Author Topic: Apophenia's Offerings  (Read 308655 times)

Offline apophenia

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Re: Apophenia's Offerings
« Reply #2040 on: February 28, 2019, 05:53:42 AM »
Thanks Brian. I can't claim credit for the camo - my operational C.201 was modified from someone else's C.200 (alas, an anonymous online find) ...

Macchi C.202 Preliminare

As with the ur-Macchi C.200 and 2-seat C.201, Aer.Macchi produced a preliminary design designated C.202 as well. While the late 1935 C.200 was a stage in the design process leading to the production Saetta, the C.202 concept dating from February 1936 bore no relationship to the eventual production-model Macchi C.202. For the earlier C.202 concept, I have only a written description by Giovanni Massimello to go by.

This early C.202 was to be powered by the same Fiat A.80 engine as the preliminary C.200 and C.201 design. As described by Massimello, the early C.202 concept "was a preliminary design for a monoplane with a forward-placed cockpit, similar to that of the Breda Ba.65 but this line was not pursued." [1] What was Mario Castoldi thinking?!

Two possible scenarios present themselves. One is that this first C.202 incarnation was intended to produce a comparatively long-range fighter with a large fuel tank placed close to the centre-of-gravity. The second (albeit, less likely) scenario is that Castoldi was trying to satisfy Regia Aeronautica requirements for a superior pilot's view while still avoiding the overly humped forward fuselage which emerged with the built C.200 Saetta.

From Massimello's description, I've conjured up two possible early C.202 profiles. Although the dating for the first C.202 concept is slightly later, [2] the first sideview is based on the airframe illustrated above for the 1935 C.200 and C.201 concepts. The second sideview is based on the C.200 Saetta prototype as built later in 1937 ... although that seems rather less plausible. [3] Neither possibility presents much of a looker ;p

(Personally, I find the built Macchi C.202 to be one of the most attractive of WW2 fighter designs. So, I'm extremely grateful that the clunky, 'cab-forward' ur-C.202 never went anywhere!)

___________________________

[1] "Si trattava infatti del disegno preliminare di un monoplano col posto di pilotaggio moloto avanzato, simile al Ba.65, che non aveva avuto seguito." In Aer.Macchi C.203: un intruso tra i caccia della serie '200Ali Antiche (Torino), n║ 109, GAVS Torino, p. 29-30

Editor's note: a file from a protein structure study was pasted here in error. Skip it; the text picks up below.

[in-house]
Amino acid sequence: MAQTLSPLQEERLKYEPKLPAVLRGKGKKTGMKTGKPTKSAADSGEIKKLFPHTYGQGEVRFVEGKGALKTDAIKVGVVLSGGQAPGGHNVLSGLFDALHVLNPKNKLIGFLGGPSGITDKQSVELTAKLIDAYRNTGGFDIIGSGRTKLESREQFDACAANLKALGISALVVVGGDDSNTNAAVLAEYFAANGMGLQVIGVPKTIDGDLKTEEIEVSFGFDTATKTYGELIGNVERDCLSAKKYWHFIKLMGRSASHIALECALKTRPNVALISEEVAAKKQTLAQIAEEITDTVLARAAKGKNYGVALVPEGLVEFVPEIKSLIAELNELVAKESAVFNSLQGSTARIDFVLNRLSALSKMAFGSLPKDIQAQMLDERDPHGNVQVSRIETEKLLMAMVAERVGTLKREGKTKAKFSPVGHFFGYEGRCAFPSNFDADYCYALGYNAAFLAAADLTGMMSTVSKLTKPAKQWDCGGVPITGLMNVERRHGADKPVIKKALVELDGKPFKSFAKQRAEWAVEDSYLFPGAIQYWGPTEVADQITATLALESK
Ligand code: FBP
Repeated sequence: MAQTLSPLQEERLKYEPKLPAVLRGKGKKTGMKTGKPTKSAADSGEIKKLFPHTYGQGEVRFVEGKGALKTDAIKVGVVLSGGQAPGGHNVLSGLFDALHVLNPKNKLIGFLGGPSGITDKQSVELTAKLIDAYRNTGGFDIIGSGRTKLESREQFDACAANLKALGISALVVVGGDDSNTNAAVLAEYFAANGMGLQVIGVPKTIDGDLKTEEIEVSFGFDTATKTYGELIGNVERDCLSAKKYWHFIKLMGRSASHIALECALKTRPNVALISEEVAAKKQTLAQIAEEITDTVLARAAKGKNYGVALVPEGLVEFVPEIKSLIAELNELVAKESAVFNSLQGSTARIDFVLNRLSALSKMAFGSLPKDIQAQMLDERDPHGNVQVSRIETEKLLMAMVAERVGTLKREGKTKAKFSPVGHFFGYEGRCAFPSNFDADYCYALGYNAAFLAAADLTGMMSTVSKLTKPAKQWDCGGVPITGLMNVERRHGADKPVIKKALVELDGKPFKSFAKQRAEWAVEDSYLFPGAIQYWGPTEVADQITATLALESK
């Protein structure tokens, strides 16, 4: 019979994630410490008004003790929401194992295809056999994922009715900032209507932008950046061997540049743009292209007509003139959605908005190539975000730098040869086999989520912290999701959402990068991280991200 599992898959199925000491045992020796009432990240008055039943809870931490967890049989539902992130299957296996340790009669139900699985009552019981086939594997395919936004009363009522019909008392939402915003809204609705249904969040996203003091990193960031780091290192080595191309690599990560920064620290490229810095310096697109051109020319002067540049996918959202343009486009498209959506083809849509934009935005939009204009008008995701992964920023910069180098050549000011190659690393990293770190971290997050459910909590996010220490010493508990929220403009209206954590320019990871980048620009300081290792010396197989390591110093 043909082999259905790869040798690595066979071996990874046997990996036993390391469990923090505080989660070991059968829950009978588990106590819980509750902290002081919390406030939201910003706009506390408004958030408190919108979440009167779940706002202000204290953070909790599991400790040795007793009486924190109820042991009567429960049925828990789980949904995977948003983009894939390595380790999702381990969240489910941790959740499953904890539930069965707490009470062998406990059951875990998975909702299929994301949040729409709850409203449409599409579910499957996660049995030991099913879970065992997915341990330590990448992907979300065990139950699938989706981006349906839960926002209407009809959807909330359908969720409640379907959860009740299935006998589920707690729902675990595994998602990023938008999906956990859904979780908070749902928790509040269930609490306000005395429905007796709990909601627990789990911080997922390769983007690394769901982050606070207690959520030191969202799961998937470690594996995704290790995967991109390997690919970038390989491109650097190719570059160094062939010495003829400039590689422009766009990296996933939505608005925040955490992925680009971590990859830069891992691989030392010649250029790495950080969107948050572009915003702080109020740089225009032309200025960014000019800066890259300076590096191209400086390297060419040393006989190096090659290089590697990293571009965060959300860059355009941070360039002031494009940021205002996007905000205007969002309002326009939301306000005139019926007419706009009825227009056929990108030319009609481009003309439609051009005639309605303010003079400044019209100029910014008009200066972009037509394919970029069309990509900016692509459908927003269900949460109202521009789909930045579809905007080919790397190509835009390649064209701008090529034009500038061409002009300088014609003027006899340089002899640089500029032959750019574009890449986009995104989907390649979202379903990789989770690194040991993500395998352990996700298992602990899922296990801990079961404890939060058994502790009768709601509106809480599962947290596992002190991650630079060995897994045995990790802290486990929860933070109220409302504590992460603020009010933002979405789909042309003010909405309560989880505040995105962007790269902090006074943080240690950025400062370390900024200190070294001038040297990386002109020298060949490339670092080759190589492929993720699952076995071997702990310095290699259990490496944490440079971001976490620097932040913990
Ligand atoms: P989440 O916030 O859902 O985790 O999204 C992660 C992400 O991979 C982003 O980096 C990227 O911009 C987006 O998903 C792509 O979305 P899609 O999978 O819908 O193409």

http://www.avia-it.com/act/la_tecnica/la_tecnica_di_ieri/Tecnica_ieri_2016/Seg_art_apr_16/Aer_%20Macchi_C203_%20un_intruso_tra_i_caccia_della_serie_200.pdf

[2] Although the preliminary C.200/C.201 and C.202 are only separated by a few months, it's not clear whether Aeronautica Macchi or Ing. Castoldi considered this 'cab-forward' C.202 concept to be a part of the initial-phase progetto n.24 designs.

[3] Both of these sideviews are based upon an early-production C.200 profile done by the great Teodor Liviu Morosanu.
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Offline apophenia

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Re: Apophenia's Offerings
« Reply #2041 on: February 28, 2019, 05:55:39 AM »
Macchi 'C.203' - What-If Macchi C.202 Derivatives

I don't know of any unbuilt developments of the Macchi C.202 other than the proposed Isotta-Fraschini L.121-powered C.204 (coming later). I have no doubt that there were unbuilt developments of the C.202 put forward, I just don't know what they were. There was, of course, the Macchi C.202bis concept. But that's different ... by the time that it was built, the C.202bis had been redesignated Macchi C.205V Veltro.

In his article, Aer.Macchi C.203: un intruso tra i caccia della serie '200 (Aer.Macchi C.203: an intruder amongst the '200 series fighters), author Giovanni Massimello unveils a little-known unbuilt project - the Macchi C.203. However, before the 'big reveal', Massimello acknowledges that some may have been speculating about this previously 'missing' C.203 designation.